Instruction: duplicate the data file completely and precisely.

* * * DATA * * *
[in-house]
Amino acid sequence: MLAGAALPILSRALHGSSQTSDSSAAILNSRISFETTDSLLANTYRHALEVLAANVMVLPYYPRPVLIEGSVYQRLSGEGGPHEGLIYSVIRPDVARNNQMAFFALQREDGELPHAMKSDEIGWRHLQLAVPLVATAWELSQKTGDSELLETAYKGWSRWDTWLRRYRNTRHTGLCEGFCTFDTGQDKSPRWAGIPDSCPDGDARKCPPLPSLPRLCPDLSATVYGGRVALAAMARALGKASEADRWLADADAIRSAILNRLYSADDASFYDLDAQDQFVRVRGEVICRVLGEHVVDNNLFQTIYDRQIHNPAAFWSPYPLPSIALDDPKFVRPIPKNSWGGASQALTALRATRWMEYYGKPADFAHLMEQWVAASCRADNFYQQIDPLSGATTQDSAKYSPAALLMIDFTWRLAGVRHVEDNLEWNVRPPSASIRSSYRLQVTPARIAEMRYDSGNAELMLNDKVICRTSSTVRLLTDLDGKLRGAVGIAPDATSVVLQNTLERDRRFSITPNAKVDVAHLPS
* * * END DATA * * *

[in-house]
Amino acid sequence: MLAGAALPILSRALHGSSQTSDSSAAILNSRISFETTDSLLANTYRHALEVLAANVMVLPYYPRPVLIEGSVYQRLSGEGGPHEGLIYSVIRPDVARNNQMAFFALQREDGELPHAMKSDEIGWRHLQLAVPLVATAWELSQKTGDSELLETAYKGWSRWDTWLRRYRNTRHTGLCEGFCTFDTGQDKSPRWAGIPDSCPDGDARKCPPLPSLPRLCPDLSATVYGGRVALAAMARALGKASEADRWLADADAIRSAILNRLYSADDASFYDLDAQDQFVRVRGEVICRVLGEHVVDNNLFQTIYDRQIHNPAAFWSPYPLPSIALDDPKFVRPIPKNSWGGASQALTALRATRWMEYYGKPADFAHLMEQWVAASCRADNFYQQIDPLSGATTQDSAKYSPAALLMIDFTWRLAGVRHVEDNLEWNVRPPSASIRSSYRLQVTPARIAEMRYDSGNAELMLNDKVICRTSSTVRLLTDLDGKLRGAVGIAPDATSVVLQNTLERDRRFSITPNAKVDVAHLPS